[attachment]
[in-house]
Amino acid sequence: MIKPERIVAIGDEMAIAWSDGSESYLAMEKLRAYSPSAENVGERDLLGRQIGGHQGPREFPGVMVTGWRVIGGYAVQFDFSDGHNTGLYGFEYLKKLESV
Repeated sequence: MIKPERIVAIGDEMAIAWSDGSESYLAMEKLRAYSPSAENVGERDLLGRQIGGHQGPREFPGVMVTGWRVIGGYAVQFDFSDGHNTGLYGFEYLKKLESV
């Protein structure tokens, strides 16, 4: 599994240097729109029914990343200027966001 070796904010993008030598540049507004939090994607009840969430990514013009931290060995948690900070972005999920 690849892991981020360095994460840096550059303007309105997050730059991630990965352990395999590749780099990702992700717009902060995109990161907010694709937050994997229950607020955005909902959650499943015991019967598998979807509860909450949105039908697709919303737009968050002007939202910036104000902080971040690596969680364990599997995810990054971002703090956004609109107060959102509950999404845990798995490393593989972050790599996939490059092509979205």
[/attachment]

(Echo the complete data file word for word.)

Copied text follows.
[in-house]
Amino acid sequence: MIKPERIVAIGDEMAIAWSDGSESYLAMEKLRAYSPSAENVGERDLLGRQIGGHQGPREFPGVMVTGWRVIGGYAVQFDFSDGHNTGLYGFEYLKKLESV
Repeated sequence: MIKPERIVAIGDEMAIAWSDGSESYLAMEKLRAYSPSAENVGERDLLGRQIGGHQGPREFPGVMVTGWRVIGGYAVQFDFSDGHNTGLYGFEYLKKLESV
């Protein structure tokens, strides 16, 4: 599994240097729109029914990343200027966001 070796904010993008030598540049507004939090994607009840969430990514013009931290060995948690900070972005999920 690849892991981020360095994460840096550059303007309105997050730059991630990965352990395999590749780099990702992700717009902060995109990161907010694709937050994997229950607020955005909902959650499943015991019967598998979807509860909450949105039908697709919303737009968050002007939202910036104000902080971040690596969680364990599997995810990054971002703090956004609109107060959102509950999404845990798995490393593989972050790599996939490059092509979205």